How To Become A Better Writer By Breathing Properly
Inhale, exhale, and a bit of creative magic in between.
Good writing is like breathing deeply.
When you breathe, you suck air into your lungs, your body processes the oxygen, and you exhale carbon dioxide. When you write, you ingest new information, your brain does a little bit of creative magic, and you vomit your words on the page. If you only use 70% of your lungs in sports, you leave potential on the table — and the same is true for writing.
World-class athletes practice proper breathing to increase their performance and if you want to become a better writer, you have to hone your technique as well.
As someone who published over 250 articles on Medium, of which a few went viral and hit 10,000 claps, I’ve done a lot of creative breathing at my keyboard.
Here’s what I learned from it.
Improve Your Thoughts By Improving Your Input
If you don’t inhale regularly, you run out of oxygen and new stories to write.
I’ve had this happen to myself before. At one point I got so busy writing and building my business that I didn’t spend much time reading books, thinking about life, or simply watching its beauty unfold around me like the plants growing on my cupboard. I ran out of fresh stories and my writing got stale.
New impressions feed your creativity like oxygen fuels your muscles.
Writer’s oxygen is everywhere around you. The other day, I wrote an article about a pint of ice cream I saw at the grocery store. Observe your surroundings and you’ll never run out of stories.
Breathe air that is…
Fresh — filled with new insights
I’ve read close to a hundred personal development books. After a while, you realize most of them talk about the same things. Mindset, habits, 80/20 principle, values, and waking up at 5 am so you’ve got enough time to contemplate whether you should drown yourself in a big cup of morning coffee or go back to sleep. If you always breathe the same air, it gets stale — just like information does.
Look for new sources from time to time, like an unknown podcast, a controversial writer, or a thought-provoking newsletter.
Breathe fresh air instead of the same old, same old.
Oxygen-rich — packed with information that’s important to you
One of my friends is very interested and informed about national politics.
He can talk about it for hours. Sometimes he does and I listen eagerly because I can get enthusiastic about anything except brussels sprouts and After Eight. Yet, all this info adds zero value to my articles since I’d rather stick my private parts into a toaster than write about the mud-slinging contest that politics often are.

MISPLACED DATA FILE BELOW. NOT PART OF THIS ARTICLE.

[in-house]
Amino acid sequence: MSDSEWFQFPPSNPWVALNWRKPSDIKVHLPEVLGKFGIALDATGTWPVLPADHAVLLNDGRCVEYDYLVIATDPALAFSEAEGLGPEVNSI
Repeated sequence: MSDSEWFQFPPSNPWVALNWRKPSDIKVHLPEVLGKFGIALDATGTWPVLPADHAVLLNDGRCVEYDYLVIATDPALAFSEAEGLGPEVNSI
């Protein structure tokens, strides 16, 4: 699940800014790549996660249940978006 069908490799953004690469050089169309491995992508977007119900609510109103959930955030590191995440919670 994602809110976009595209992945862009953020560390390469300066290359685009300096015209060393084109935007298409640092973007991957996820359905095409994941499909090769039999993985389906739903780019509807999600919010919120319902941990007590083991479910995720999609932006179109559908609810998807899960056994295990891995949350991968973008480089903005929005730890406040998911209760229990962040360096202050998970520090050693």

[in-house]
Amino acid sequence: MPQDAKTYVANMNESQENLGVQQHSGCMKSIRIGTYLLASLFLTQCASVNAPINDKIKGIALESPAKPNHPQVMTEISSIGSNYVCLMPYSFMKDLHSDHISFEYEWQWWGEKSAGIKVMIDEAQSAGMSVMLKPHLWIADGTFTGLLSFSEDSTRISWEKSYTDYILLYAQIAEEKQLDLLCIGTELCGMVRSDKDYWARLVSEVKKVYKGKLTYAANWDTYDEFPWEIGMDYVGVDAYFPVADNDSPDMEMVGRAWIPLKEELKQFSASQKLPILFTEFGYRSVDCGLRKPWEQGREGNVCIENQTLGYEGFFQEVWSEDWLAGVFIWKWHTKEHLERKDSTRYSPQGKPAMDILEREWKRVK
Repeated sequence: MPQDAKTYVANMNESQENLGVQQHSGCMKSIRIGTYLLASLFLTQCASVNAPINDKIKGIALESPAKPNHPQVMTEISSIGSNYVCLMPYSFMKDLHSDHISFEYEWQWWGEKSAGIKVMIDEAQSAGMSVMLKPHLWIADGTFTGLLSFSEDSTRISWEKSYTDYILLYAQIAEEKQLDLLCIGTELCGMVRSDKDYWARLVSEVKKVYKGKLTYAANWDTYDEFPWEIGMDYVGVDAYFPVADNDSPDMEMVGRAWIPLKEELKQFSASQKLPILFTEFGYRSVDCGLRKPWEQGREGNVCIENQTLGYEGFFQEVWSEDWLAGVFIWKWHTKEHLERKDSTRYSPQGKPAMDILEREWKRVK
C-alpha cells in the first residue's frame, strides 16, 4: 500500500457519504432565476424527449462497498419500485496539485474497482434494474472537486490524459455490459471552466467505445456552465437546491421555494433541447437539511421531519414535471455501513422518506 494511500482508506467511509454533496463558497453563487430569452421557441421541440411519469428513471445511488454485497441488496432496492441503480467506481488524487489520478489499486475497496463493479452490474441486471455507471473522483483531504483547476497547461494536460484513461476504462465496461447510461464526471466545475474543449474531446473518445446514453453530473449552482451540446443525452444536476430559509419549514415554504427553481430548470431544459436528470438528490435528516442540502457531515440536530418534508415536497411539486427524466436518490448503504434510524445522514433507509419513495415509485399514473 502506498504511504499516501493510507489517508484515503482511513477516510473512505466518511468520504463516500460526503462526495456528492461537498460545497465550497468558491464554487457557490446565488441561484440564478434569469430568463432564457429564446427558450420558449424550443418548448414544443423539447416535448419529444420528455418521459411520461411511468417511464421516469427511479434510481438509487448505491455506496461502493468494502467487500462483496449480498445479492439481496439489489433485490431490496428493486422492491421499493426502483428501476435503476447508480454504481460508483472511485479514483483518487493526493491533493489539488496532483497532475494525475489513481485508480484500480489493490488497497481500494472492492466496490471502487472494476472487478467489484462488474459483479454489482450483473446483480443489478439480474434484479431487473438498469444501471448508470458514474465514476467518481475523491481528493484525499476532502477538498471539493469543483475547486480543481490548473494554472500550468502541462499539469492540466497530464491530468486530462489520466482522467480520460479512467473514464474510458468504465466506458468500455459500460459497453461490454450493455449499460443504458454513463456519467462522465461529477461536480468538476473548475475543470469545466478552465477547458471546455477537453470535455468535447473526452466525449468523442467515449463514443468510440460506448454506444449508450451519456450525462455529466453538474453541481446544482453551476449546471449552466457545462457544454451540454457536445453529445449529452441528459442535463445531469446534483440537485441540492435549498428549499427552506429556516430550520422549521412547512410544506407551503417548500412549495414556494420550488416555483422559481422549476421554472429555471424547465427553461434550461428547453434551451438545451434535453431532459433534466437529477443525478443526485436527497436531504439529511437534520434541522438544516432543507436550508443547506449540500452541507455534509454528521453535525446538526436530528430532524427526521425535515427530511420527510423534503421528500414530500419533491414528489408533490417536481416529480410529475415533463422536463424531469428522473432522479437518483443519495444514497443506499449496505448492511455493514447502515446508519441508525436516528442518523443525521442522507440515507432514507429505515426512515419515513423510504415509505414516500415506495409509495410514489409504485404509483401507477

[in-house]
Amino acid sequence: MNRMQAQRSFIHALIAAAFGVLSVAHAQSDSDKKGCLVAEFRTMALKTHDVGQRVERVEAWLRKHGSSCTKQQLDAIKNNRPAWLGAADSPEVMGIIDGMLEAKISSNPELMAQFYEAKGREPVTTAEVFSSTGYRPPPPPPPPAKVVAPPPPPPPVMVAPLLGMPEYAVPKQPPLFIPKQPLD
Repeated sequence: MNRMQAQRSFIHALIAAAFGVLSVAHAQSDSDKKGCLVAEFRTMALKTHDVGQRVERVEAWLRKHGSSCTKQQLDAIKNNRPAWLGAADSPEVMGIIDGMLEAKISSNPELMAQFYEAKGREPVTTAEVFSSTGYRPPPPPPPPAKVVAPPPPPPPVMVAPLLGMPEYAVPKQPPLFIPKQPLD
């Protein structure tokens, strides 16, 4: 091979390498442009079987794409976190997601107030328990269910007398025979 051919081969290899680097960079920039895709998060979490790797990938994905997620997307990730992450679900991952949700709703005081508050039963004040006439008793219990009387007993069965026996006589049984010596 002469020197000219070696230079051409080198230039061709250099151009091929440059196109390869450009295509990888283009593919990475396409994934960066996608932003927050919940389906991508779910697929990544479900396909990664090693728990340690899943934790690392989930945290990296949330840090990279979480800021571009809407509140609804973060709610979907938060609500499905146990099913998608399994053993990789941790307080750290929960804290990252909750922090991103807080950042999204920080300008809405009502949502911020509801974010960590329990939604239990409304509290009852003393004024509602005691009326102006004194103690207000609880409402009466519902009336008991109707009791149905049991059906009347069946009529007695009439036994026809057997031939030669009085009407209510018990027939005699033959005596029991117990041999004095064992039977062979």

Don’t lose yourself in distracting thoughts — focus on information that’s related to your writing.
Mixed well — it contains a little bit of seemingly unrelated stuff
Humans run on oxygen, but it only makes up around 21% of the air you breathe.
At first glance, the rest isn’t of much use to you. Your lungs don’t care about the 78% nitrogen and ~1% of argon, carbon dioxide, and other gases floating around. Yet, all this stuff is important for Earth’s atmosphere and climate as a whole.
You’ll often find information that proves useful in ways you don’t know yet. Even though I write about personal development, I sometimes tell stories based on Greek mythology, famous scientists, or even termite mounds. A little spice adds flavor to your dishes.
Wherever you get your creative air from, make time for a few deep inhales and learning sessions during your week.
“Good writing is remembering detail. Most people want to forget. Don’t forget things that were painful or embarrassing or silly. Turn them into a story that tells the truth.”
— Paula Danziger
The Magic Happens Between Inhale And Exhale — But Only If You Let It
Breathing is simple. You inhale oxygen and exhale carbon dioxide. But just like with writing, the real magic happens in between.
If your brain doesn’t form new connections with the information you consume, your writing won’t be of much value. You’ll simply repeat what others have said before and we already have answering machines for that. But the richer your creative process, the better your writing.
When you breathe in, your lungs absorb oxygen and the roughly 160,000km of blood vessels in your body transport it to even the most remote parts. That’s where the magic happens — your body’s 30 trillion cells burn the fuel and spit out carbon dioxide, which your lungs then release into the air.